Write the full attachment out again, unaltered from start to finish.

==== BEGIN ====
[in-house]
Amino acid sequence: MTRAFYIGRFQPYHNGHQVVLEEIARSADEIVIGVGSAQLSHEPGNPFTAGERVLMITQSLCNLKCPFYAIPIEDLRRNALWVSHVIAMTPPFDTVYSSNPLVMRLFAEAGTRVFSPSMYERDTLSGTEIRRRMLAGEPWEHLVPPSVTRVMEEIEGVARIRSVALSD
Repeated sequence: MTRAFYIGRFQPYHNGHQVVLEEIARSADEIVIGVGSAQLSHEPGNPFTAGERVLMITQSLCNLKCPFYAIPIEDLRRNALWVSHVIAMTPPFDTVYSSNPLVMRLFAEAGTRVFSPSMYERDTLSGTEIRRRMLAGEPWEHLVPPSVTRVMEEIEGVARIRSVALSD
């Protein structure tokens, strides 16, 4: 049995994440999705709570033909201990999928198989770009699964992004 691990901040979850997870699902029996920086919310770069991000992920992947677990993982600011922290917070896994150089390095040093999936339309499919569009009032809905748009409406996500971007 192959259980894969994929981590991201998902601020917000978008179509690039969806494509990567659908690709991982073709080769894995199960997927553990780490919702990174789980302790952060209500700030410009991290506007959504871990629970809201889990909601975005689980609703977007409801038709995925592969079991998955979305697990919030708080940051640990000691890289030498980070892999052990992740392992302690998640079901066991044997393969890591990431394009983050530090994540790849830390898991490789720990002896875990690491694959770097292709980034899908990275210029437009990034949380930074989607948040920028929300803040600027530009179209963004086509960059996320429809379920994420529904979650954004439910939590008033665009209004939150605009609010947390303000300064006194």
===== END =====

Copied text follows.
[in-house]
Amino acid sequence: MTRAFYIGRFQPYHNGHQVVLEEIARSADEIVIGVGSAQLSHEPGNPFTAGERVLMITQSLCNLKCPFYAIPIEDLRRNALWVSHVIAMTPPFDTVYSSNPLVMRLFAEAGTRVFSPSMYERDTLSGTEIRRRMLAGEPWEHLVPPSVTRVMEEIEGVARIRSVALSD
Repeated sequence: MTRAFYIGRFQPYHNGHQVVLEEIARSADEIVIGVGSAQLSHEPGNPFTAGERVLMITQSLCNLKCPFYAIPIEDLRRNALWVSHVIAMTPPFDTVYSSNPLVMRLFAEAGTRVFSPSMYERDTLSGTEIRRRMLAGEPWEHLVPPSVTRVMEEIEGVARIRSVALSD
């Protein structure tokens, strides 16, 4: 049995994440999705709570033909201990999928198989770009699964992004 691990901040979850997870699902029996920086919310770069991000992920992947677990993982600011922290917070896994150089390095040093999936339309499919569009009032809905748009409406996500971007 192959259980894969994929981590991201998902601020917000978008179509690039969806494509990567659908690709991982073709080769894995199960997927553990780490919702990174789980302790952060209500700030410009991290506007959504871990629970809201889990909601975005689980609703977007409801038709995925592969079991998955979305697990919030708080940051640990000691890289030498980070892999052990992740392992302690998640079901066991044997393969890591990431394009983050530090994540790849830390898991490789720990002896875990690491694959770097292709980034899908990275210029437009990034949380930074989607948040920028929300803040600027530009179209963004086509960059996320429809379920994420529904979650954004439910939590008033665009209004939150605009609010947390303000300064006194």